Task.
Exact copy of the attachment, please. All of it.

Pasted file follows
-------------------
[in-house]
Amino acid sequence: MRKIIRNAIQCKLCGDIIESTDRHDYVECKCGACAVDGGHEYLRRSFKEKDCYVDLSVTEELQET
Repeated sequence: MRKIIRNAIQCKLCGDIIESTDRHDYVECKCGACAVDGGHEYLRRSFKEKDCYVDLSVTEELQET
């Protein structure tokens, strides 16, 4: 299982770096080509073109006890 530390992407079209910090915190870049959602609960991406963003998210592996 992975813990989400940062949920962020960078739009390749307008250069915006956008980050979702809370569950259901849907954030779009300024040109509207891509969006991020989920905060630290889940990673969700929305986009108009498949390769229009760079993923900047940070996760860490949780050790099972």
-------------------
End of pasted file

[in-house]
Amino acid sequence: MRKIIRNAIQCKLCGDIIESTDRHDYVECKCGACAVDGGHEYLRRSFKEKDCYVDLSVTEELQET
Repeated sequence: MRKIIRNAIQCKLCGDIIESTDRHDYVECKCGACAVDGGHEYLRRSFKEKDCYVDLSVTEELQET
């Protein structure tokens, strides 16, 4: 299982770096080509073109006890 530390992407079209910090915190870049959602609960991406963003998210592996 992975813990989400940062949920962020960078739009390749307008250069915006956008980050979702809370569950259901849907954030779009300024040109509207891509969006991020989920905060630290889940990673969700929305986009108009498949390769229009760079993923900047940070996760860490949780050790099972």